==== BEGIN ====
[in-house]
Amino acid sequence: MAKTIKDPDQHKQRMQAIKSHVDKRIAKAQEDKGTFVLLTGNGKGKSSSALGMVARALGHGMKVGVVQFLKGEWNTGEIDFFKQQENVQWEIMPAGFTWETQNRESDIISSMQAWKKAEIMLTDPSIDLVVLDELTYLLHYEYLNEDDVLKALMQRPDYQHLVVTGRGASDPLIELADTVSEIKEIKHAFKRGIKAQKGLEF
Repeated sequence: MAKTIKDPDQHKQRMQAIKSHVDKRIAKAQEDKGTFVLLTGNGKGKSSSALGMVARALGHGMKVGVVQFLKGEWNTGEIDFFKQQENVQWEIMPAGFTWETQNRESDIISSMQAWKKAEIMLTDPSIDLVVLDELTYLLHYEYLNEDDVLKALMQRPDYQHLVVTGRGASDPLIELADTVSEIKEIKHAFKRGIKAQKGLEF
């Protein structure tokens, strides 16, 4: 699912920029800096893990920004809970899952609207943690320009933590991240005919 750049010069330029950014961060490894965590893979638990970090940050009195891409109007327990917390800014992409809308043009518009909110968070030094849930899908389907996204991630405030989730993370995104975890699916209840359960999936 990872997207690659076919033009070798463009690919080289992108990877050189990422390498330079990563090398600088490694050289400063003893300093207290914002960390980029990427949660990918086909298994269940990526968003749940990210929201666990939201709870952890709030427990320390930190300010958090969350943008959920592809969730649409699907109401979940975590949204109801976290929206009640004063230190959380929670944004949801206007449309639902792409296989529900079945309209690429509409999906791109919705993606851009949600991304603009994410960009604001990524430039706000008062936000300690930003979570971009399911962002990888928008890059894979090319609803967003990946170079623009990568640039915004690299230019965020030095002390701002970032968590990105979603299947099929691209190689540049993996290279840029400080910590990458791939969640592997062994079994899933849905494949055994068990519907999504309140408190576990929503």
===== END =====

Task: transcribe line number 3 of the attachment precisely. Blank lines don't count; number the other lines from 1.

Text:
Repeated sequence: MAKTIKDPDQHKQRMQAIKSHVDKRIAKAQEDKGTFVLLTGNGKGKSSSALGMVARALGHGMKVGVVQFLKGEWNTGEIDFFKQQENVQWEIMPAGFTWETQNRESDIISSMQAWKKAEIMLTDPSIDLVVLDELTYLLHYEYLNEDDVLKALMQRPDYQHLVVTGRGASDPLIELADTVSEIKEIKHAFKRGIKAQKGLEF